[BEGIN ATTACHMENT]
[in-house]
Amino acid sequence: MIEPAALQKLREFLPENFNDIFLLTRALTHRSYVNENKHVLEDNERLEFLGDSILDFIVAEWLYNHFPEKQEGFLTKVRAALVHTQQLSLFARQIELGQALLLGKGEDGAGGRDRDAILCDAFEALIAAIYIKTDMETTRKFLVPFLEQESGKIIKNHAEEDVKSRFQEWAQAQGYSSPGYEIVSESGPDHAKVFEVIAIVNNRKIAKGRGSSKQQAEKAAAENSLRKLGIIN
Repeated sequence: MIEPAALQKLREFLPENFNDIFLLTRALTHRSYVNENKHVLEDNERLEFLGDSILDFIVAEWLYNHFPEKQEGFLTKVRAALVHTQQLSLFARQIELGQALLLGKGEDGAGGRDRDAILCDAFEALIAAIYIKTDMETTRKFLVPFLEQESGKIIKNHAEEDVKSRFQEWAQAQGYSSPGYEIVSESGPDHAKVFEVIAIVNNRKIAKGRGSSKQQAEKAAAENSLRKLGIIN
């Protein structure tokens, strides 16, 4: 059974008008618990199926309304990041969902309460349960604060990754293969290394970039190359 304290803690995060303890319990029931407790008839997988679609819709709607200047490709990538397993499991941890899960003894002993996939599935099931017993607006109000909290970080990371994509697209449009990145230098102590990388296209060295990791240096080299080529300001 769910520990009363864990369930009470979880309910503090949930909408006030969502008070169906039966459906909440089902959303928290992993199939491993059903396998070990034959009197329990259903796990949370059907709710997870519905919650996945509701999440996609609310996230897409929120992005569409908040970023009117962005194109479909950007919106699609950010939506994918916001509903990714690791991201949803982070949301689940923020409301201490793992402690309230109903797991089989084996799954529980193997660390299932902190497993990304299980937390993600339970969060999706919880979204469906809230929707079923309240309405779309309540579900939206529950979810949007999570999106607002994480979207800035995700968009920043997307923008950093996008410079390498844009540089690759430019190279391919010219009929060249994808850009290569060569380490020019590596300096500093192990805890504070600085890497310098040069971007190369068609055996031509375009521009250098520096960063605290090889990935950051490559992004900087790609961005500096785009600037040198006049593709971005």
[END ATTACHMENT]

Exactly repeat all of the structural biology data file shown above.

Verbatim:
[in-house]
Amino acid sequence: MIEPAALQKLREFLPENFNDIFLLTRALTHRSYVNENKHVLEDNERLEFLGDSILDFIVAEWLYNHFPEKQEGFLTKVRAALVHTQQLSLFARQIELGQALLLGKGEDGAGGRDRDAILCDAFEALIAAIYIKTDMETTRKFLVPFLEQESGKIIKNHAEEDVKSRFQEWAQAQGYSSPGYEIVSESGPDHAKVFEVIAIVNNRKIAKGRGSSKQQAEKAAAENSLRKLGIIN
Repeated sequence: MIEPAALQKLREFLPENFNDIFLLTRALTHRSYVNENKHVLEDNERLEFLGDSILDFIVAEWLYNHFPEKQEGFLTKVRAALVHTQQLSLFARQIELGQALLLGKGEDGAGGRDRDAILCDAFEALIAAIYIKTDMETTRKFLVPFLEQESGKIIKNHAEEDVKSRFQEWAQAQGYSSPGYEIVSESGPDHAKVFEVIAIVNNRKIAKGRGSSKQQAEKAAAENSLRKLGIIN
């Protein structure tokens, strides 16, 4: 059974008008618990199926309304990041969902309460349960604060990754293969290394970039190359 304290803690995060303890319990029931407790008839997988679609819709709607200047490709990538397993499991941890899960003894002993996939599935099931017993607006109000909290970080990371994509697209449009990145230098102590990388296209060295990791240096080299080529300001 769910520990009363864990369930009470979880309910503090949930909408006030969502008070169906039966459906909440089902959303928290992993199939491993059903396998070990034959009197329990259903796990949370059907709710997870519905919650996945509701999440996609609310996230897409929120992005569409908040970023009117962005194109479909950007919106699609950010939506994918916001509903990714690791991201949803982070949301689940923020409301201490793992402690309230109903797991089989084996799954529980193997660390299932902190497993990304299980937390993600339970969060999706919880979204469906809230929707079923309240309405779309309540579900939206529950979810949007999570999106607002994480979207800035995700968009920043997307923008950093996008410079390498844009540089690759430019190279391919010219009929060249994808850009290569060569380490020019590596300096500093192990805890504070600085890497310098040069971007190369068609055996031509375009521009250098520096960063605290090889990935950051490559992004900087790609961005500096785009600037040198006049593709971005």